Keeping It Real

Two restaurants cater to Minnesota's kosher community

Fishman believes that this kind of personal service will be what continues to set him apart from the big stores, which seem of late to be taking an interest in the kosher community. Last month, for instance, Byerly's St. Louis Park store opened an all-kosher department with kashrut-approved meat, bakery, and dry goods.

Since Minnesota's kosher offerings are so limited, Fishman hasn't encountered much competition in the 11 years he's been in business, but he's taking this latest development in stride.

"I believe in capitalism," he says. "But I also know the independent store plays an important role in our society. If we do a good job, we will stay in business. People like a hamish environment, and we've got that in spades."

Serving "good food that's kosher, rather than kosher food that's good": Stewart Fishman
Kathy Easthagen
Serving "good food that's kosher, rather than kosher food that's good": Stewart Fishman

 

Before Israeli-bornTeddy Nachmias opened Little Tel-Aviv, the restaurant was called Calypso. Calypso was kosher, too, Nachmias explains, but the food and the atmosphere were completely different.

Nachmias wants to make that distinction clear, because he and his family put much time and effort into creating a restaurant that reminded him of home.

"The old restaurant that was here was good, but now I'm serving Israeli food exactly like you'd have it in Israel," he explains. "That's the way they make it there and that's the way I do it here. That's what sets me apart. We want customers to know that at Little Tel-Aviv they have an opportunity to taste the flavors of Israel."

Nachmias moved to Minnesota 13 years ago. He's kept kosher his whole life, and though he loves the state, he says he's always been disappointed by the fact that there are so few kosher offerings here. He'd spent his working life in clothing management, but three years ago, when he learned that Calypso's owners wanted out of the restaurant business, he approached them.

"I asked myself, 'What if I were to open an Israeli restaurant?'" Nachmias recalls. "I'd like to find a place where I could get good falafel. I'm sure other people would, too. Now we have the best falafel in town."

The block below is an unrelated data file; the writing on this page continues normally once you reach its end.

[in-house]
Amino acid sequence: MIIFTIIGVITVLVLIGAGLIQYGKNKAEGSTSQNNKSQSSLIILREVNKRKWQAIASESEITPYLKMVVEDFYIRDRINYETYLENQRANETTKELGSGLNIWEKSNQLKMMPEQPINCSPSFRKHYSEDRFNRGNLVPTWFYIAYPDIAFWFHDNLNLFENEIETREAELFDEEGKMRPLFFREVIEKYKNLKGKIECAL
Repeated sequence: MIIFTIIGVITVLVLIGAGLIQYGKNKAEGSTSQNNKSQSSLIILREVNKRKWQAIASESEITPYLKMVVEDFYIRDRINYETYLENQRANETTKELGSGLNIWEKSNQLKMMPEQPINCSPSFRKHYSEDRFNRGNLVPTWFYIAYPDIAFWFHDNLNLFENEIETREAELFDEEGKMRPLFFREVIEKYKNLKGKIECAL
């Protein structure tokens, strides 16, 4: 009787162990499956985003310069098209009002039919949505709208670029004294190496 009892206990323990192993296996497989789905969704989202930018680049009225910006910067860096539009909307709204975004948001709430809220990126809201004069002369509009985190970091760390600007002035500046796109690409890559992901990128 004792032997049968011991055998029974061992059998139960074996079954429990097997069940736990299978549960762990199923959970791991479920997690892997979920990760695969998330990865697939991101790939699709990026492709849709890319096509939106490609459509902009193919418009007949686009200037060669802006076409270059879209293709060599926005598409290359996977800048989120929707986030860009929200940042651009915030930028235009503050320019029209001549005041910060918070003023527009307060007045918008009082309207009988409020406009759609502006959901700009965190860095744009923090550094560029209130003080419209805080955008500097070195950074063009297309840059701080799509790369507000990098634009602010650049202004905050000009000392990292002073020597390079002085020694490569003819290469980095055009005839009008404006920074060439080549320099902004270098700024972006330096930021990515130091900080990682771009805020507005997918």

Authenticity is important to Nachmias, because since coming to America, he says, he's eaten too much food that tries to pass itself off as authentically Middle Eastern but really isn't.

"Not that long ago, I went to a Moroccan restaurant in Milwaukee and I ordered the hummus," Nachmias says. "They brought it out to me and it wasn't right at all. There was no lemon. It was bland. It tasted funny. I called the owner over and said, 'What kind of hummus is this?' and the guy said, 'This is the kind we serve to the Americans. If you want the real kind, you have to ask for it.' I don't want my restaurant to be like that. I want to serve only the real kind of food."

Unlike Fishman's Kosher, Little Tel-Aviv serves only fish and vegetarian food. The menu is large, with breakfast, lunch, and dinner selections. There are many Israeli classics, including hummus sandwiches, falafel, and mirit (a grilled sandwich with whipped butter, Israeli cheese, and tomatoes).

A house favorite, Nachmias insists, is the Israeli-style walleye. "I love that it combines my old home and my new home," he says. "Sometimes customers will ask me, 'So they have walleye in Israel?' I say, 'No, it's Israeli style.' But I love walleye. I think it's a wonderful fish."

While some might see the small size of the Twin Cities' kosher community as a handicap, Nachmias sees it as an opportunity to build a loyal customer base. "I keep kosher, and I understand how important it is for the community to have kosher restaurants," Nachmias says. "There are so many reasons. If you want to celebrate an anniversary, a birthday, cater a wedding, you want to celebrate in a nice place. We're giving people that nice place to celebrate in."

Nachmias also believes that corporate Minnesota needed more kosher restaurants for business meetings and events. "Minnesota has so many businesses," he says. "Nationally, there are many businesspeople who keep kosher, people who work at Best Buy, Target, you name it. A few years ago they had nowhere to go and hold a business meeting. Now they can come here and eat anything on the menu."

Little Tel-Aviv is open Sunday through Friday for breakfast, lunch, and dinner. Nachmias works in the restaurant every day, and his oldest daughter (he has seven children) works there, too. Right now, business is so good that Nachmias is considering opening a second restaurant.

Still, he knows that he'll have to weigh his business decisions carefully. He points out that L'chaim, St. Paul's last remaining kosher grocery, closed just this month.

"There are already two kosher restaurants in Minneapolis," he says. "There are only so many Jews here. In New York you have millions of Jews, so it is not hard to open another restaurant. So you have to think twice if you want to open a kosher restaurant. You have to create a place that appeals to everybody, not just the kosher community. If another kosher restaurant opens, I could close. But I guess I'm a gambling man. I think there's room enough here for everybody."

« Previous Page
 |
 
1
 
2
 
All
 
My Voice Nation Help
0 comments
 
Loading...